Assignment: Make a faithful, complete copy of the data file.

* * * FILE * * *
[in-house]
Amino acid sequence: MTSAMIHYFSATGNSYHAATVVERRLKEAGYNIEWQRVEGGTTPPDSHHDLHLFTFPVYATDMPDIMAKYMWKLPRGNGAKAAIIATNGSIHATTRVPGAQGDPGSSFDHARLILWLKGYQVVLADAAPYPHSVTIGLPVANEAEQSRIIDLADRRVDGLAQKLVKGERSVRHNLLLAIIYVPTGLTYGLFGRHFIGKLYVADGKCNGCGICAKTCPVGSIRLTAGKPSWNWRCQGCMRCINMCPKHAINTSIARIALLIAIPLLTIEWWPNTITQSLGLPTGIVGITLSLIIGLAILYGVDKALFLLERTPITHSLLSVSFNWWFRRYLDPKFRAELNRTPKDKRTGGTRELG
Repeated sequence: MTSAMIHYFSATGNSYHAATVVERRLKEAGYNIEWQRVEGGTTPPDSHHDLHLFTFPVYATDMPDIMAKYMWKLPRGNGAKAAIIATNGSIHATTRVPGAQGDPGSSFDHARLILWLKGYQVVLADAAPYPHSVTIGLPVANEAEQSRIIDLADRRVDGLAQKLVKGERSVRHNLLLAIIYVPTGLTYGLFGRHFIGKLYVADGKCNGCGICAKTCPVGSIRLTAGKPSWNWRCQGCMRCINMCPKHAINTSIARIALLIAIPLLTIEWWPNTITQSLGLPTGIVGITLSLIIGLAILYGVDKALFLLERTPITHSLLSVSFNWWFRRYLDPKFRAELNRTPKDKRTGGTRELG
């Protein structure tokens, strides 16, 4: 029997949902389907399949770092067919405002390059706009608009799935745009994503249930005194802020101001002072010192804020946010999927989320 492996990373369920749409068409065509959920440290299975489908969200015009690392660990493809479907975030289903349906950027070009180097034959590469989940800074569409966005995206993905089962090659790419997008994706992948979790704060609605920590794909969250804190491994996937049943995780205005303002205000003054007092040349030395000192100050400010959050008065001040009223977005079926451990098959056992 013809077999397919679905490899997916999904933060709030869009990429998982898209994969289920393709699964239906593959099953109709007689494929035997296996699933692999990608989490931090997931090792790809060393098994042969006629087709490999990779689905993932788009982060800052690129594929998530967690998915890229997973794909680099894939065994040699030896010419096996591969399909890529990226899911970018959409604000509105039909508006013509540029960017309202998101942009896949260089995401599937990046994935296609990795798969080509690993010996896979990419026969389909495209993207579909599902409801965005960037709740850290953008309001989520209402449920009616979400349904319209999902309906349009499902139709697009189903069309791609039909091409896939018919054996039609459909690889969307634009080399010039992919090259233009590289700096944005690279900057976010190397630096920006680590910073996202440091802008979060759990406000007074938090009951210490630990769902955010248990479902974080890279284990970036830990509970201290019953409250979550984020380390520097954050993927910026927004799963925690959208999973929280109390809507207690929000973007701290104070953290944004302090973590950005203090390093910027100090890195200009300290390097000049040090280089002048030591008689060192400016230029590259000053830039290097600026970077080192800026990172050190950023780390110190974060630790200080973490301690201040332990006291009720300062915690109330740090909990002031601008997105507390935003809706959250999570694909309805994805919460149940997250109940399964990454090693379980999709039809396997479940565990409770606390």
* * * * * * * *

[in-house]
Amino acid sequence: MTSAMIHYFSATGNSYHAATVVERRLKEAGYNIEWQRVEGGTTPPDSHHDLHLFTFPVYATDMPDIMAKYMWKLPRGNGAKAAIIATNGSIHATTRVPGAQGDPGSSFDHARLILWLKGYQVVLADAAPYPHSVTIGLPVANEAEQSRIIDLADRRVDGLAQKLVKGERSVRHNLLLAIIYVPTGLTYGLFGRHFIGKLYVADGKCNGCGICAKTCPVGSIRLTAGKPSWNWRCQGCMRCINMCPKHAINTSIARIALLIAIPLLTIEWWPNTITQSLGLPTGIVGITLSLIIGLAILYGVDKALFLLERTPITHSLLSVSFNWWFRRYLDPKFRAELNRTPKDKRTGGTRELG
Repeated sequence: MTSAMIHYFSATGNSYHAATVVERRLKEAGYNIEWQRVEGGTTPPDSHHDLHLFTFPVYATDMPDIMAKYMWKLPRGNGAKAAIIATNGSIHATTRVPGAQGDPGSSFDHARLILWLKGYQVVLADAAPYPHSVTIGLPVANEAEQSRIIDLADRRVDGLAQKLVKGERSVRHNLLLAIIYVPTGLTYGLFGRHFIGKLYVADGKCNGCGICAKTCPVGSIRLTAGKPSWNWRCQGCMRCINMCPKHAINTSIARIALLIAIPLLTIEWWPNTITQSLGLPTGIVGITLSLIIGLAILYGVDKALFLLERTPITHSLLSVSFNWWFRRYLDPKFRAELNRTPKDKRTGGTRELG
């Protein structure tokens, strides 16, 4: 029997949902389907399949770092067919405002390059706009608009799935745009994503249930005194802020101001002072010192804020946010999927989320 492996990373369920749409068409065509959920440290299975489908969200015009690392660990493809479907975030289903349906950027070009180097034959590469989940800074569409966005995206993905089962090659790419997008994706992948979790704060609605920590794909969250804190491994996937049943995780205005303002205000003054007092040349030395000192100050400010959050008065001040009223977005079926451990098959056992 013809077999397919679905490899997916999904933060709030869009990429998982898209994969289920393709699964239906593959099953109709007689494929035997296996699933692999990608989490931090997931090792790809060393098994042969006629087709490999990779689905993932788009982060800052690129594929998530967690998915890229997973794909680099894939065994040699030896010419096996591969399909890529990226899911970018959409604000509105039909508006013509540029960017309202998101942009896949260089995401599937990046994935296609990795798969080509690993010996896979990419026969389909495209993207579909599902409801965005960037709740850290953008309001989520209402449920009616979400349904319209999902309906349009499902139709697009189903069309791609039909091409896939018919054996039609459909690889969307634009080399010039992919090259233009590289700096944005690279900057976010190397630096920006680590910073996202440091802008979060759990406000007074938090009951210490630990769902955010248990479902974080890279284990970036830990509970201290019953409250979550984020380390520097954050993927910026927004799963925690959208999973929280109390809507207690929000973007701290104070953290944004302090973590950005203090390093910027100090890195200009300290390097000049040090280089002048030591008689060192400016230029590259000053830039290097600026970077080192800026990172050190950023780390110190974060630790200080973490301690201040332990006291009720300062915690109330740090909990002031601008997105507390935003809706959250999570694909309805994805919460149940997250109940399964990454090693379980999709039809396997479940565990409770606390």